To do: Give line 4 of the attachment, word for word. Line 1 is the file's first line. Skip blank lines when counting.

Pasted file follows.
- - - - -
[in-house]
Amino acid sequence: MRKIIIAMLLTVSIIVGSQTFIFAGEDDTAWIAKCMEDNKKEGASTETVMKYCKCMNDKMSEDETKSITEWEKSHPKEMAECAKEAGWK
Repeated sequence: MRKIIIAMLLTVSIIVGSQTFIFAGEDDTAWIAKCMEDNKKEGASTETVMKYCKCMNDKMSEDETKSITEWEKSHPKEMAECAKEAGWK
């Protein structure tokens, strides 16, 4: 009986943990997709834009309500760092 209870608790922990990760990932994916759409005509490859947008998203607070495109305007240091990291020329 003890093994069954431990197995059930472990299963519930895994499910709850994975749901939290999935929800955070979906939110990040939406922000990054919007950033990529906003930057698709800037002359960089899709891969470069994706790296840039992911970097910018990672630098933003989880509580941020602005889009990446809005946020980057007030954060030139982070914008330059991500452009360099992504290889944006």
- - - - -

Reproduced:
């Protein structure tokens, strides 16, 4: 009986943990997709834009309500760092 209870608790922990990760990932994916759409005509490859947008998203607070495109305007240091990291020329 003890093994069954431990197995059930472990299963519930895994499910709850994975749901939290999935929800955070979906939110990040939406922000990054919007950033990529906003930057698709800037002359960089899709891969470069994706790296840039992911970097910018990672630098933003989880509580941020602005889009990446809005946020980057007030954060030139982070914008330059991500452009360099992504290889944006």